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Walden's press conference in Klamath Falls regarding the ESA Bill HR 3824
by KBC News 9/20/05, with
words from Congressman Greg Walden, Klamath Water Users Association Executive Director Greg Addington, Klamath County Commissioner John Elliott, Klamath District Attorney Ed Caleb, former State Senator Steve Harper, regarding the House Committee on Resources bill TESRA, HR3824, to improve the Endangered Species Act. These were from questions and answers and also from interviews with KBC News yesterday at Walden's press conference at the Klamath County Courthouse. 

 

KBC NEWS: Words from Congressman Greg Walden, Klamath Water Users Association Executive Director Greg Addington, Klamath County Commissioner John Elliott, Klamath District Attorney Ed Caleb, former State Senator Steve Harper, regarding the House Committee on Resources bill TESRA, HR3824, to improve the Endangered Species Act. These words were from questions and answers and also from interviews by KBC News yesterday at Walden's press conference at the Klamath County Courthouse. 9/20/05.

Klamath Courier Photo by Pat Ratliff

Herald and News photo by Gary Thain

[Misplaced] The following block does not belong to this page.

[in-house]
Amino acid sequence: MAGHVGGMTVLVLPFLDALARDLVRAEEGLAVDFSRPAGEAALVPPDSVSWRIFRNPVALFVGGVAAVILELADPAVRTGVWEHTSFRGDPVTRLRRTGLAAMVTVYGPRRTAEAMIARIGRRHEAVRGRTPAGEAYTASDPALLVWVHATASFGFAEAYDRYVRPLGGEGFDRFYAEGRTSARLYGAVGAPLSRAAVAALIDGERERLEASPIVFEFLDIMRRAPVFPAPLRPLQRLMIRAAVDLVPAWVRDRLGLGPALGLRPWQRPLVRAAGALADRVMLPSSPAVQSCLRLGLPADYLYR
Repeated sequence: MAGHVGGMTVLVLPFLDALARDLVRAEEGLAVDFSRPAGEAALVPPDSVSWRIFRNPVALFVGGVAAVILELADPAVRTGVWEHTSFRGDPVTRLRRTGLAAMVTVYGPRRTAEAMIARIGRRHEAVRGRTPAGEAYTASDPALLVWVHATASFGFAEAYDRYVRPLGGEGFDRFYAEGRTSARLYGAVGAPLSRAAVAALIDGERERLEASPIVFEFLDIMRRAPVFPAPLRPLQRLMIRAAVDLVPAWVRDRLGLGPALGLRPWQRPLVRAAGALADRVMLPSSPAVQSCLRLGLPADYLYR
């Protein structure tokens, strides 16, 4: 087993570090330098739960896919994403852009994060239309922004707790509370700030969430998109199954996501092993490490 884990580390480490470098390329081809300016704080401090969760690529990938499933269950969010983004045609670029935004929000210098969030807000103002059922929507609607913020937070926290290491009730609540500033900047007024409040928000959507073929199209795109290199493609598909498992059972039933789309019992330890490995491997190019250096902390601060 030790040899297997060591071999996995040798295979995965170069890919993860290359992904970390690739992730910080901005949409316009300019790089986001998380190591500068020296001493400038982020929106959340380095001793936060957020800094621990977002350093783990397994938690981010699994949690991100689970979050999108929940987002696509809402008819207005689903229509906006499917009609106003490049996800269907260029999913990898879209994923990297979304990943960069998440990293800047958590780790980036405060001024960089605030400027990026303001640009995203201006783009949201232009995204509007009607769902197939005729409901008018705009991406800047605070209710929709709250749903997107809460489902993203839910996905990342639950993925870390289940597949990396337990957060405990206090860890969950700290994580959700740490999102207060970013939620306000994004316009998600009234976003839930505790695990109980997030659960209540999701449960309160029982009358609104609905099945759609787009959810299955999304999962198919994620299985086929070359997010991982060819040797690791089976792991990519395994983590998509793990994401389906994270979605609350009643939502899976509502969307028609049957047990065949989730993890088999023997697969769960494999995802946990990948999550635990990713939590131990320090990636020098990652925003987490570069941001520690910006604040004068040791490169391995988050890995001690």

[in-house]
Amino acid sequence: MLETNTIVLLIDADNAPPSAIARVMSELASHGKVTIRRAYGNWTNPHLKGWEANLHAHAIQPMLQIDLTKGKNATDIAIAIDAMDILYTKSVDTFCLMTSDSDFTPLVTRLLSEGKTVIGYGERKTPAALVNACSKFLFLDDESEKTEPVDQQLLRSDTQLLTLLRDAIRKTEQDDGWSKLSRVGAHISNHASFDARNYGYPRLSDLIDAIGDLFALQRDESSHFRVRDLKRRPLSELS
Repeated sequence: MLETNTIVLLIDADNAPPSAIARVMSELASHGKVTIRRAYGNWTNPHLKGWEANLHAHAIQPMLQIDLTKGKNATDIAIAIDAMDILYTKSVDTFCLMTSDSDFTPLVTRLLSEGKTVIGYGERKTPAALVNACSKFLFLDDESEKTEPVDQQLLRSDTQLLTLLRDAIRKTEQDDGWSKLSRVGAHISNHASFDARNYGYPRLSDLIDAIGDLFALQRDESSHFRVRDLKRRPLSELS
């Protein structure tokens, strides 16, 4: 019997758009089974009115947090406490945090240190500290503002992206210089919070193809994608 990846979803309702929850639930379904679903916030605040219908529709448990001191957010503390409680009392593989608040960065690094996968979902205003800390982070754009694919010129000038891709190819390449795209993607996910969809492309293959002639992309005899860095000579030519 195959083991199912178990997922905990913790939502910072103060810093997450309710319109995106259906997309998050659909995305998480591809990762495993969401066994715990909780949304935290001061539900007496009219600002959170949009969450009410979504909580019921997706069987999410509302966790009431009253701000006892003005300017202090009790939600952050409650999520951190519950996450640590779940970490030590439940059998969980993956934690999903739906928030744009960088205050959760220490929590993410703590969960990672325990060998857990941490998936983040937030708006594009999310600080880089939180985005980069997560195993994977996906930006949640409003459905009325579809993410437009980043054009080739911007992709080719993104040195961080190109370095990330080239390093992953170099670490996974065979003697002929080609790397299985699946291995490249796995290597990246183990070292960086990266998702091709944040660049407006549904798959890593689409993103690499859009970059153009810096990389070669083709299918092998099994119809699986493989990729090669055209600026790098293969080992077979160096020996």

The following press release provides the substance of Congressman Greg Walden's speech on the Klamath Falls courthouse steps September 19, 2005:
PRESS RELEASE: Walden Backs Bipartisan ESA Modernization Measure, Says "32-Year-Old Law Needs Fixing" 9/19/05
TESRA fixes the long-outstanding problems of the Endangered Species Act (ESA) by

(1) focusing on species recovery
(2) providing incentives
(3) increasing openness and accountability
(4) strengthening scientific standards
(5) creating bigger roles for state and local governments
(6) protecting private property owners and
(7) eliminating dysfunctional critical habitat designations.

Congressman Greg Walden: statements or answers to questions after his speech, unveiling the ESA improvement plan to the Klamath Basin:
Q: How different is this bill from other efforts to reform the ESA?
A: "This puts a standard, a foundation, under all decisions by establishing a scientific criteria that applies everywhere when the ESA is being used for whatever purpose. And it requires The Secretary to establish by rule the criteria for that science to determine what's best....you don't need a bunch of politicians telling the scientists how to determine what science is"
Being listed under the Endangered Species Act "is like the Eagle's song 'Hotel California;' you can get in and you can't get out."
Resulting from lawsuits, "Fish and Wildlife have designated huge swaths of land as critical habitat before they've ever written a recovery plan."
Q: How will this bill benefit species and improve the act?